Marine Life

The vast waters of The Bahamas team with an amazing array of marine habitats, including coral reefs and mangroves that feature a diversity of dolphins, sharks, and rays as well as sea turtles and manatees.

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Graceful grazers

Often called sea cows because of their large, rotund bodies and daily grazing habits, West Indian manatees are mammals that are primarily found in the coastal areas of Florida, though they range throughout the southern United States to the northeast coast of Brazil and around islands near these shores. A few manatees were found in The Bahamas. Possessing a torpedo-shaped body, manatees are adapted for their aquatic lifestyle with their massive, heavy bones that allow them to easily submerge to eat, limbs modified into paddle-shaped flippers for maneuvering through the water; a prehensile lip to grab vegetation; and a 130-foot-long intestine which helps absorb nutrients from 100 to 150 pounds of the low-nutrient plants they eat each day. Plants are tough on teeth and manatee teeth are replaced throughout their lifetime. It’s hard to believe it takes seven days for them to digest their food!

Since manatees are mammals, they must breathe air, yet they never leave the water. A manatee at rest can remain submerged for 15 minutes, but it must breathe every 3 to 4 minutes while swimming. Manatees are usually seen alone, in pairs, or in small groups of half dozen or fewer animals.

Threats to Manatees

People are the biggest threats to manatees—they have no natural predators. In 2019, manatee mortality was 606 individuals. Challenges that manatees face include:

  • Collisions with boats
  • Loss of warmwater habitat
  • Harassment by humans
  • Flood gates and canal locks
  • Red tide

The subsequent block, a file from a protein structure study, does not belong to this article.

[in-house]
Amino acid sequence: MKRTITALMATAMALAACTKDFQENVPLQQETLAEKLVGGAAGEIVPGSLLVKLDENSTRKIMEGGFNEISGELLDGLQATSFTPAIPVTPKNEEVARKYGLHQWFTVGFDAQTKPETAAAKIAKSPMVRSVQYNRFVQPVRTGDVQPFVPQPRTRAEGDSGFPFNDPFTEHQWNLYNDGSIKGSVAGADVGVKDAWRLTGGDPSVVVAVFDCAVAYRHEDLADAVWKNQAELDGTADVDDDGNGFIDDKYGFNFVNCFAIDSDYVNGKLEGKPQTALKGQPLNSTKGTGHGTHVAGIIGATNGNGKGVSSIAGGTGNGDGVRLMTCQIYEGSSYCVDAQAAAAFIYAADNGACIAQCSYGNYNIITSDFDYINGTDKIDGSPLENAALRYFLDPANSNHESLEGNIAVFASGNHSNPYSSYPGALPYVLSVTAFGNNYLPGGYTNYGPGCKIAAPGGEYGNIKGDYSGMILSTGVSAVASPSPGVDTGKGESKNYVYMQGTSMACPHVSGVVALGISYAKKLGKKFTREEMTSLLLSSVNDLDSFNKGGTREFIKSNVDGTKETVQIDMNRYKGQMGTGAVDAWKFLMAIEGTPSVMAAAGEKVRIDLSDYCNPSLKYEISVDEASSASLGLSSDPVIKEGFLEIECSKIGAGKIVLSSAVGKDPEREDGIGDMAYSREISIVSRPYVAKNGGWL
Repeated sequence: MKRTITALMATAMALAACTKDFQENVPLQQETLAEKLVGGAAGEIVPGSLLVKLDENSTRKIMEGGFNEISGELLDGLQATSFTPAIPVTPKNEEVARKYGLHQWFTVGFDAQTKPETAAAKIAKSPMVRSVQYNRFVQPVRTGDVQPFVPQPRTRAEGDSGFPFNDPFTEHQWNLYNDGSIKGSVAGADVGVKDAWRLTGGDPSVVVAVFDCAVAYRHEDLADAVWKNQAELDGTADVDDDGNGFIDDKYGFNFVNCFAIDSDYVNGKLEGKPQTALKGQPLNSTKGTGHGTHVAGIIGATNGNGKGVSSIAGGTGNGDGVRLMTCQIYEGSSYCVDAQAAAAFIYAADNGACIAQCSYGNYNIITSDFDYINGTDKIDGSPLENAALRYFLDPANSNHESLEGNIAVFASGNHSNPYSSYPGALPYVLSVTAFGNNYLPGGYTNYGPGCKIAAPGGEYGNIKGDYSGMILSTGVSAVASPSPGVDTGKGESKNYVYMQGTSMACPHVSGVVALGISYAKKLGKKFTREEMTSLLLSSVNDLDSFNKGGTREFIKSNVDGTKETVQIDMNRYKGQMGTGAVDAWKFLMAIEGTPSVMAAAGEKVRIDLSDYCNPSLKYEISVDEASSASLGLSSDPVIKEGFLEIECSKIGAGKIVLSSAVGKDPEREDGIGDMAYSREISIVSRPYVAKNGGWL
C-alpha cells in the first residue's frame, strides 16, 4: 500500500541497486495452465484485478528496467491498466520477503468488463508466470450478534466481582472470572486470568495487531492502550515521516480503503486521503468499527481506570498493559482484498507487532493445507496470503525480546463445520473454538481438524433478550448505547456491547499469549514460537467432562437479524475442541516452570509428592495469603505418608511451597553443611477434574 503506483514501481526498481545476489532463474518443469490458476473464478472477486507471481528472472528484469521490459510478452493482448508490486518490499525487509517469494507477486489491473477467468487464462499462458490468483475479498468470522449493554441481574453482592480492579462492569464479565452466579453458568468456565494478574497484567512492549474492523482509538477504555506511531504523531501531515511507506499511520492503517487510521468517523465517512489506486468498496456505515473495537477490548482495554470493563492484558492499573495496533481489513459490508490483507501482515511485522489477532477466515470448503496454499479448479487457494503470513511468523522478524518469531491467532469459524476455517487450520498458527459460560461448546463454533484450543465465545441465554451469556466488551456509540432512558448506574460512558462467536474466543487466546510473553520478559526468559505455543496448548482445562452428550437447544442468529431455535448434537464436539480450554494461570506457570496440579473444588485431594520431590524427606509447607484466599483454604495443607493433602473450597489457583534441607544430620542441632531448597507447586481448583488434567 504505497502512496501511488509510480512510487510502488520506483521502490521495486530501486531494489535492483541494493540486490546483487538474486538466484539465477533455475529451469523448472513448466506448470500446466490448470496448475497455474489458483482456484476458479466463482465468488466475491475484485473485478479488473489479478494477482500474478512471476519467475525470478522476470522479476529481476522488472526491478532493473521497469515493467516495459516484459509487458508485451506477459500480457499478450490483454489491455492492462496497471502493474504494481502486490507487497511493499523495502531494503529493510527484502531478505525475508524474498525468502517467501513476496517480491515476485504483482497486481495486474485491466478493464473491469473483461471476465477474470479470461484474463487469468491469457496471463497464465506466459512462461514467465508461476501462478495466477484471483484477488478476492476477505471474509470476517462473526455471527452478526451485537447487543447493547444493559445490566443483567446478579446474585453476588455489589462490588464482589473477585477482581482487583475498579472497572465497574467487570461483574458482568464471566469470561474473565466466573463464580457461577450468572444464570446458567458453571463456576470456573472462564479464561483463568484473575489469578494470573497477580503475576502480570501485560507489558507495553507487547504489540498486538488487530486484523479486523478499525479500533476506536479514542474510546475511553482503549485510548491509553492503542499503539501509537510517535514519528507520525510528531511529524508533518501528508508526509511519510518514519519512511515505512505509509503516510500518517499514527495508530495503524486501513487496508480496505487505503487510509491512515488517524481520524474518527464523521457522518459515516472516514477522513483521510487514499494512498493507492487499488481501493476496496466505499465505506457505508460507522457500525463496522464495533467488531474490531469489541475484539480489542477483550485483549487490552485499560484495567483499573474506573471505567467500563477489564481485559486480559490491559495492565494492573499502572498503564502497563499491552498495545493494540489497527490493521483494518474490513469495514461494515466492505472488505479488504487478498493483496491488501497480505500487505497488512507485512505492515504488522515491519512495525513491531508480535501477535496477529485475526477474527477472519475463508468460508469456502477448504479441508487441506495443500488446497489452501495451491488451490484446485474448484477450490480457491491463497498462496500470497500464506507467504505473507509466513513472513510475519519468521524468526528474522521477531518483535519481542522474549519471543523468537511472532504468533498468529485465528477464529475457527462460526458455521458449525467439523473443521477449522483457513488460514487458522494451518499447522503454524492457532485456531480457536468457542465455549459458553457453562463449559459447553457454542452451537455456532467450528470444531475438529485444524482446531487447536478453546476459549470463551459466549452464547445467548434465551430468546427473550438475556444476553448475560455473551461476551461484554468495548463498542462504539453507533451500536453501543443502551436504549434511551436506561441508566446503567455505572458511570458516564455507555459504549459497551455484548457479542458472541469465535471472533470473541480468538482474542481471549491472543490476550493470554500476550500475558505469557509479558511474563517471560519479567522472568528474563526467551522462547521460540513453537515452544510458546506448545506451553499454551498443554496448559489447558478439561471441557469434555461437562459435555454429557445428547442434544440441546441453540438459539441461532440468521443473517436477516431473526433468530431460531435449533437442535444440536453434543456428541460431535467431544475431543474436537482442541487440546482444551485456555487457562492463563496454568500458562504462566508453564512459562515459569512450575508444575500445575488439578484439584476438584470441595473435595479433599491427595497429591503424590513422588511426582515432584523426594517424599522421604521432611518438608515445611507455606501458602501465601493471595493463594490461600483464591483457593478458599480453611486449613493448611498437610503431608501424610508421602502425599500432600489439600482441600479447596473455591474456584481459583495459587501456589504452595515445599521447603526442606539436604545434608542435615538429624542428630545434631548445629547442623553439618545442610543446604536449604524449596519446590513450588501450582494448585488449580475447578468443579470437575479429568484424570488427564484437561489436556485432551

How can you help?

Every Day

The biggest threat to manatees is a boat. If you are driving a boat in manatee country, please go slower and follow posted speed limits. If you see a manatee, enjoy its beauty from a distance.

Get Involved

If you live in Florida, become part of Save the Manatee’s Manatee Sighting Network. If you live in a coastal area or along a canal or river, you can become a citizen scientist and provide invaluable information to scientists and conservationists studying the manatee. Go to


The most important thing you can do to help protect manatees is to invest in their future. Support the work of Atlantis Blue Project, which funds conservation, research, and education projects throughout The Bahamas and rescues, rehabilitates, and returns ill and injured manatees to the wild.

What we are doing

The establishment of the Bahamas Marine Mammal Stranding Network in The Bahamas in collaboration with BMMRO, Department of Marine Resources, and the US Southeast Regional Stranding Center of NOAA Fisheries in Miami in 2008 has increased our knowledge of the distribution of manatees. As part of the Atlantis Blue Project, Atlantis is working closely with BMMRO to improve the understanding of manatee movement patterns and the ability to determine when a manatee may need medical intervention.

Combining the long-term understanding of the marine mammals of The Bahamas, including manatees, with information on stranded animals in the region, we will receive a clearer picture of the conservation needs of marine mammals in The Bahamas.